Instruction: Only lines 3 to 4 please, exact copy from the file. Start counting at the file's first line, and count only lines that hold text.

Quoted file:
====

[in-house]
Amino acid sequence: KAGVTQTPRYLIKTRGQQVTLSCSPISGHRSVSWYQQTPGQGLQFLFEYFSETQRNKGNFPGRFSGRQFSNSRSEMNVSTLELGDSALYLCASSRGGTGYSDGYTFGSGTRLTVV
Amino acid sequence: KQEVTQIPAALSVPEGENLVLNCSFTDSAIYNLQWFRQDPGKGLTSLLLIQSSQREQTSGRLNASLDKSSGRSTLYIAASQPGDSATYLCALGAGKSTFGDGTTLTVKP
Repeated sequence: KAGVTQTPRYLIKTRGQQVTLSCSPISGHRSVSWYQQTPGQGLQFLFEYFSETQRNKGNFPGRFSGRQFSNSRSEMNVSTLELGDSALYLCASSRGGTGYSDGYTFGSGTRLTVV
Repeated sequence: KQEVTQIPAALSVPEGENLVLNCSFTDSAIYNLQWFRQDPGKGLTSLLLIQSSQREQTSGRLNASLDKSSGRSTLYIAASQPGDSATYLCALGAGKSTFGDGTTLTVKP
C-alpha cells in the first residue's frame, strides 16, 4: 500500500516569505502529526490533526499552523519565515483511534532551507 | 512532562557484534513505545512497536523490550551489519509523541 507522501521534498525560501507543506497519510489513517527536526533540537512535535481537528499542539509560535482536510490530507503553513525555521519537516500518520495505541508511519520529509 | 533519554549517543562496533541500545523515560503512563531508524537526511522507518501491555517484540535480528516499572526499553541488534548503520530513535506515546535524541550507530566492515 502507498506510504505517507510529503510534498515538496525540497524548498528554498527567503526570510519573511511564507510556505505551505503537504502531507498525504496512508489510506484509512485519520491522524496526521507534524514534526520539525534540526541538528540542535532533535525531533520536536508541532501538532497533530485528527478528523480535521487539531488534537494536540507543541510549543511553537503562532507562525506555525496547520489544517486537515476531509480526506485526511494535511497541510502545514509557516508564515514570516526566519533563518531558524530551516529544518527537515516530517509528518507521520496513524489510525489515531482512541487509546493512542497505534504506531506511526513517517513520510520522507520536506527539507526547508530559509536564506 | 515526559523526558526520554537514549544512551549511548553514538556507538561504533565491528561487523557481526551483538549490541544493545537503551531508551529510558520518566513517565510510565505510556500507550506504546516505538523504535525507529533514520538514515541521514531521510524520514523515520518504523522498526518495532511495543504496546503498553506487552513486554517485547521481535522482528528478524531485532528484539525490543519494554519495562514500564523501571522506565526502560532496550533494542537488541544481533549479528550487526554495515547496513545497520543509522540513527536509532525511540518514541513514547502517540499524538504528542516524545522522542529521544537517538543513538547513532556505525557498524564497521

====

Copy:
Amino acid sequence: KQEVTQIPAALSVPEGENLVLNCSFTDSAIYNLQWFRQDPGKGLTSLLLIQSSQREQTSGRLNASLDKSSGRSTLYIAASQPGDSATYLCALGAGKSTFGDGTTLTVKP
Repeated sequence: KAGVTQTPRYLIKTRGQQVTLSCSPISGHRSVSWYQQTPGQGLQFLFEYFSETQRNKGNFPGRFSGRQFSNSRSEMNVSTLELGDSALYLCASSRGGTGYSDGYTFGSGTRLTVV